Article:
Wednesday 19 May 2010


The vacuum has been caused by a visit to a loved-one in Scotland. I still haven't found the courage to take my lap-top with me, even if it were sensible to add weight to a bag I have to rely on others to lift on and off trains for me. I missed you all, so am happy to be back. But Scotland is delicately exquisite in May. Where I was, there are hundreds of lambs with black faces and protective mothers. Everything is in bloom and proliferating. Hedgerows are full of primroses and bluebells and campions, all at the same time. I have never seen primroses and bluebells blooming together. Still, many a less expected liason has been known to work well.

The loved-one and I had many good conversations. During one, it emerged that what I saw as 'support' he saw as'collusion'. It struck me that there were quite a few split-hair possibilities of this kind. How this one came about: casually. I referred to someone I don't really know and he does as "what's-her-name". Suffice it to say that she has a way of life that, on a bad day, I could easily envy. He knows this and does not approve. After a moment - a long moment - he supplied her name, which, of course, I knew perfectly well. I went in to a thing about expecting his support and he replied that, on the contrary, I had been looking for him to collude with me in my view of her impact on my world. Thinking about it, still, I can't see how support can avoid being collusive on occasion. What do you think? Now , this is quite personal stuff to illustrate semantics so let us move on to the more intellectual. How about the difference between interest and curiosity? Interest seems rather benevolent. Curiosity can be tinged with that lovely, but naughty, Welsh past-time: gossip. I suspect that when we are curious about the doings of others there are a few ounces of malice in the mix. I suppose, though, the two are not so far apart when it comes to things of the intellect. There one can have a healthy curiosity, hurtful to no-one, and sufficient interest to do something about it. In my own experience, I find I am curious when not particularly fond of someone and interested when I am.

Fear and wish are worrying bed-fellows, too, but harder for me to see as interchangeable in daily use as, perhaps, the other examples are. You will be, naturally, conversant with the expression that one should be careful what one wishes for; the whole poisoned chalice thing. I have heard tell of a lady who married rather late in life having had the aim to be wed since she was six. It seems her spouse would not have been the easiest of people even had she been accustomed officially, to sharing her life with someone. Anyway, when asked some time later how she was enjoying her new life, she is said to have replied," Be careful what you wish for". Oops. The one I am really uncomfortable about, though, is beware of what you fear. Fear of loss, at its gravest, actually seems to attract loss. Illness, divorce, bereavement: I havent the statistics at my finger tips (literally, since I am typing), but observation confirms that the fearful do seem to suffer more than the breezily confident. When I was young, cancer was always referred to as 'C'. Sadly, many of those so afraid they couldn't say the whole word, did contract the disease. A woman who used to look forward, eagerly, to the friendship of her children when they were adults, always feared they may end up in Australia, as many Welshmen do. They did, or anyway, some of them did. She feels desolate, estranged and without accesible grandchildren. Self-fulfilling prophesy will probably cover it. We can't see electricity so there is no reason to expect to see the force of attraction that draws like a magnet our profoundest longings and direst fears.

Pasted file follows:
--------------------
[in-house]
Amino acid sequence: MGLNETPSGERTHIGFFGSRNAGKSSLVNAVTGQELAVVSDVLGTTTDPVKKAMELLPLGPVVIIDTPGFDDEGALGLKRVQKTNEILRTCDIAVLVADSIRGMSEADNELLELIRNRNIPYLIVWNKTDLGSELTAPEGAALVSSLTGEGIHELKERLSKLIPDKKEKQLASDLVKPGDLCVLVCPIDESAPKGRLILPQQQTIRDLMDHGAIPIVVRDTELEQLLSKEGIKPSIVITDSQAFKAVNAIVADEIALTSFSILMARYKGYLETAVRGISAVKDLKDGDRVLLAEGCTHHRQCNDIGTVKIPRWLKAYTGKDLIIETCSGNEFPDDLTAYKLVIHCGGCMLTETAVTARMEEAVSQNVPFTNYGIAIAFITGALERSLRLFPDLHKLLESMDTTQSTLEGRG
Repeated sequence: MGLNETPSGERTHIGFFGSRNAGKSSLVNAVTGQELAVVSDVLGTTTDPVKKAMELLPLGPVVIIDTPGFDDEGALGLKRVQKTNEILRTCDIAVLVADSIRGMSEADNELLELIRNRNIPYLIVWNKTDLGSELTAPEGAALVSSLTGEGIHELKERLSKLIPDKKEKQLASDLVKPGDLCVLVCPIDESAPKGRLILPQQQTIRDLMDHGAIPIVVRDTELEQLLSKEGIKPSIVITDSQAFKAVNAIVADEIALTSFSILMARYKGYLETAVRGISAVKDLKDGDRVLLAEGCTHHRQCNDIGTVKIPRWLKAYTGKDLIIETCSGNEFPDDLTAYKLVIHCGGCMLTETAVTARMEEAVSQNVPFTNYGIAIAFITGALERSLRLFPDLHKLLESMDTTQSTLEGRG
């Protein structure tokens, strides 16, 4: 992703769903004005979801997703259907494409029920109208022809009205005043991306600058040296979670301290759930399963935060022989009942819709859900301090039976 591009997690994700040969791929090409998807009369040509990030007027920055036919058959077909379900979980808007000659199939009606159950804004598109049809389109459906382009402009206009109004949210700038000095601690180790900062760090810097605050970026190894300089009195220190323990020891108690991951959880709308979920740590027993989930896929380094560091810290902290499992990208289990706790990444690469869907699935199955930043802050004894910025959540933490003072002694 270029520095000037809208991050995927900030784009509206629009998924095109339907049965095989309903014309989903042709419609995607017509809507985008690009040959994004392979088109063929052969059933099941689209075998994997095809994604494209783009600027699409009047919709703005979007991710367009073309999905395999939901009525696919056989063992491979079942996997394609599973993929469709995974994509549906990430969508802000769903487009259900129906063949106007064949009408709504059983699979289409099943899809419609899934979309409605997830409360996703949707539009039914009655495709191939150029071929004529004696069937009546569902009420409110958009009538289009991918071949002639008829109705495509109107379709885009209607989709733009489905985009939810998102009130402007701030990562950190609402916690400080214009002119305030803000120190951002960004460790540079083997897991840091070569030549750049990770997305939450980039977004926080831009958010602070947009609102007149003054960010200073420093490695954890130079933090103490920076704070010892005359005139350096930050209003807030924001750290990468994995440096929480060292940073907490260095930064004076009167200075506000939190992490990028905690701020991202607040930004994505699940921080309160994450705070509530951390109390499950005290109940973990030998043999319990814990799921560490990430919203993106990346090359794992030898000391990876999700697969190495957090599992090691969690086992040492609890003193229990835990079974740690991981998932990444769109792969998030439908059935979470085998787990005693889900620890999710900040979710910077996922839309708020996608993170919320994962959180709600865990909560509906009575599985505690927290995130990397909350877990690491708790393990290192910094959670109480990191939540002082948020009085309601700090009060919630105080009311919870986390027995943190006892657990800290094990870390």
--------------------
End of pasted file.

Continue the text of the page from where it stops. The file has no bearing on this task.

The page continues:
I hope you have been interested rather than curious and will support my efforts to communicate the hidden complexities of our language to you - in my experience of it, anyway. Please, do collude with my wish for your goodwill by leaving a comment sometimes.

1 comment:

Anonymous said...

I think interest and curiosity are much closer than you portray them, Liz. Curiosity does not need to be negative, it can be what inspires us to look round the corner or get on a plane to Malaysia. It is usually more detached than interest or it can precede it, which is always a good sign. I hope to find curiosity in my students about things they had not thought to think about hitherto, and then I try hard to capture their interest (I teach composition and literature at an American liberal arts university; which means that some of the students in my classes are not there by choice, being, for example, Business or Management majors (ie their main subject). How refreshing it is to spy curiosity in young people - does it grow or wane as we get older? I think mine has grown. But fear .. well, that's another subject. My fear has grown, too. Pity.
PS Loved the description of Scottish Spring - thanks for yourlovely blogs, Liz.